Instruments may record characteristics of phenomena close at hand, as with polarimetry; or at greater distances with remote-sensing instruments like radar imaging. These latter tools typically create images by analyzing round-trip times of radio signals reflected from objects.
Spacecraft are vehicles specifically designed to travel in and operate in outer space. Their complexity often depends on their mission objectives; typically manned or unmanned spacecraft may vary greatly in terms of complexity. Spacecraft are used for observation, meteorology, navigation and planetary exploration. Most require launch vehicles (carrier rockets) in order to reach space.
Spacecraft subsystems typically include attitude determination and control; navigation and guidance; communication; power; thermal control; structures and payload. Their selection generally depends on mission profile – for instance deep-space probes like Galileo and Cassini have thermoelectric generators which convert plutonium fuel heat emissions into electricity for powering their radioisotope thermoelectric generators – battery storage may also provide backup energy supply if necessary.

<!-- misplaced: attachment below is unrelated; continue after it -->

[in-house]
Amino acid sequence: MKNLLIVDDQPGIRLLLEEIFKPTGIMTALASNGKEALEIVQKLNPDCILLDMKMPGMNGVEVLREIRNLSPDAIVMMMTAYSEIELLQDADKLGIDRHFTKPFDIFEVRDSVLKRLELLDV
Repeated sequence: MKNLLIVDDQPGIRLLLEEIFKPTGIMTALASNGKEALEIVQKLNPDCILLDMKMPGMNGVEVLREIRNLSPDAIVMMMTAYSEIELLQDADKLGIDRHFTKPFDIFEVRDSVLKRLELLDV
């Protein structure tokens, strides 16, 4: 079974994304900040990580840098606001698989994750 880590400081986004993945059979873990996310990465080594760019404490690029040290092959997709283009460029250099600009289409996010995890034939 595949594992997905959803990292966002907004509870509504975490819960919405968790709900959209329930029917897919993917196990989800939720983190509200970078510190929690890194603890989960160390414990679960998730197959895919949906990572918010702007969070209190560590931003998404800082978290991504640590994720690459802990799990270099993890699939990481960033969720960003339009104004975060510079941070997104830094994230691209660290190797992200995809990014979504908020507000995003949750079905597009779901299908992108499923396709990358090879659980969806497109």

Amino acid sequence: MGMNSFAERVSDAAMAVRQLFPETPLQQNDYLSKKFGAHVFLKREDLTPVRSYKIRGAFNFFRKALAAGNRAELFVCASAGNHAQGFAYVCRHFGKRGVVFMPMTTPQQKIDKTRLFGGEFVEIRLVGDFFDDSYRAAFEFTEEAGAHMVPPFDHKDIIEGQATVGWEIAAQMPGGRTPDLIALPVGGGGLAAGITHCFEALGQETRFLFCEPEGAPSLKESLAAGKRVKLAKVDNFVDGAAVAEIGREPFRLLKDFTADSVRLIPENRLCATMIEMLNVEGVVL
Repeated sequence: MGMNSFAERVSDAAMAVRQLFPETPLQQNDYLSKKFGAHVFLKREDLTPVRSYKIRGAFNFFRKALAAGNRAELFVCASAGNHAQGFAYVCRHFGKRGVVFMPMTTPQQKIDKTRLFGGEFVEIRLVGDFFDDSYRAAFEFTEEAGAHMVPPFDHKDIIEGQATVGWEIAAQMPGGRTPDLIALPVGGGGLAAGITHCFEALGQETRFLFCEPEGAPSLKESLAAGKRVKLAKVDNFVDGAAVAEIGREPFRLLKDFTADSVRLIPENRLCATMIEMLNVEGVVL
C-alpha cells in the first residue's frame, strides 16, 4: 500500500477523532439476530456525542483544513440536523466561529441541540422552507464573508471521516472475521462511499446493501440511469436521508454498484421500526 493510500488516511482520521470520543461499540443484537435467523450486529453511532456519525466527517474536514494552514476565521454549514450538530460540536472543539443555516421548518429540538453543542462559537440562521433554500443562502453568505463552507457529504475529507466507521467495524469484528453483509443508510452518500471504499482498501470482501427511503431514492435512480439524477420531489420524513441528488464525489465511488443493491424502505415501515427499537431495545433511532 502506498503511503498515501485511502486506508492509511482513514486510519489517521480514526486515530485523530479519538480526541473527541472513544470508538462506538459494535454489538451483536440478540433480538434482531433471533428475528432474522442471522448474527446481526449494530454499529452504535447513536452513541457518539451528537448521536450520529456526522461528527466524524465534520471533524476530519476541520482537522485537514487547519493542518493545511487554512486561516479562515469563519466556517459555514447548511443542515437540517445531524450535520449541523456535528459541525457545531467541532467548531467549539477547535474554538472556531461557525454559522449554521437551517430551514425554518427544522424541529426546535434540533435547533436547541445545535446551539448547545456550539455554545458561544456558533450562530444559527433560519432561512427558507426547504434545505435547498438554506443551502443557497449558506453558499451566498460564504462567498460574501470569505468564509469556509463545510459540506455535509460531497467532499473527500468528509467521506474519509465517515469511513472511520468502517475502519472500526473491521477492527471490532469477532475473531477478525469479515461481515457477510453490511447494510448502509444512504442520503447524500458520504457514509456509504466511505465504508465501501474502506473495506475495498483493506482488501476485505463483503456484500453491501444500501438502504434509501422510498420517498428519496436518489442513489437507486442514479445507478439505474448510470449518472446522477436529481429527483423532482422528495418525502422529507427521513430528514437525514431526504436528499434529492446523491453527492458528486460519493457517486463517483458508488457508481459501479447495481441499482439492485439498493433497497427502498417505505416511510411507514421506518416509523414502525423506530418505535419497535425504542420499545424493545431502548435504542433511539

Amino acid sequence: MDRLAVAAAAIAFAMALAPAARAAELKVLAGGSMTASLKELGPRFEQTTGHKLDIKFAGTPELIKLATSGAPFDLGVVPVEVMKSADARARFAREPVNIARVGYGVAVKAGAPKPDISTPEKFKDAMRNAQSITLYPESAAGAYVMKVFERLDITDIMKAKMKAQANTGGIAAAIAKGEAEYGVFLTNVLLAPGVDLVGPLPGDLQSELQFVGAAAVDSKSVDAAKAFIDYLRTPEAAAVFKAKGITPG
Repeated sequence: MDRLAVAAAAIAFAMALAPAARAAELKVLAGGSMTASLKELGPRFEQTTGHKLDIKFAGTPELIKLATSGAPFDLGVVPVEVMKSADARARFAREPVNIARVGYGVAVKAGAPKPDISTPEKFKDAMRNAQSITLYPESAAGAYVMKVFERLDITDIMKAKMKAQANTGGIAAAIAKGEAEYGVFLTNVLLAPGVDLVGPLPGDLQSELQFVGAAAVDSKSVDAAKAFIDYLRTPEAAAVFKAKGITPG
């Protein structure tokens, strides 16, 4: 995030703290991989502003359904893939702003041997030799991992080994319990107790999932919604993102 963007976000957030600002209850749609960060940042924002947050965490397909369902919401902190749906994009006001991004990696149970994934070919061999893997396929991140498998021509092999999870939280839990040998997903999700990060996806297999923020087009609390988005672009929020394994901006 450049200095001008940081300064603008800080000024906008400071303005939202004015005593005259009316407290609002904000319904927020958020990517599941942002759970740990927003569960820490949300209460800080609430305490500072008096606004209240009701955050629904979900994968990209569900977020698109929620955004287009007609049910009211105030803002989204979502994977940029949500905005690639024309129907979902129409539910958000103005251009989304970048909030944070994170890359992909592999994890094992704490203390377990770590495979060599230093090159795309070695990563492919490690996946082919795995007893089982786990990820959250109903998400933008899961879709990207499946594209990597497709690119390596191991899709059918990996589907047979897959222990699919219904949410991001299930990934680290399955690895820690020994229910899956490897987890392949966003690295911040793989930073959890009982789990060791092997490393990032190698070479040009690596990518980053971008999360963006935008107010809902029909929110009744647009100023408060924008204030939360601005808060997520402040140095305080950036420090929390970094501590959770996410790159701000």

An onboard computer is responsible for overseeing overall spacecraft operations and management. It maintains timekeeping, interprets Earth commands, collects telemetry data for transmission back home, manages high-level fault protection protocols and safeguarding routines and is often referred to as the command and control system (CCS or C&DH).
Spacecraft use various telecommunications components that are selected based on anticipated distance, frequency bands, and transmitter power availability. A high-gain antenna is often utilized to communicate directly with Earth from interplanetary spacecraft.
Spacecraft are designed to meet their mission requirements in terms of shape and form; for instance, a space capsule or winged spaceplane. Their shape must match up with their chosen method for reentry into Earth’s atmosphere for either powered descent or parachute-aided glide. A manned spacecraft must also contain life support systems designed to maintain crew member health and comfort; these are usually housed within pressurized crew compartments and include subsystems like oxygen supply, drinking water supply, waste processing facilities, temperature regulation systems as well as ventilation controls.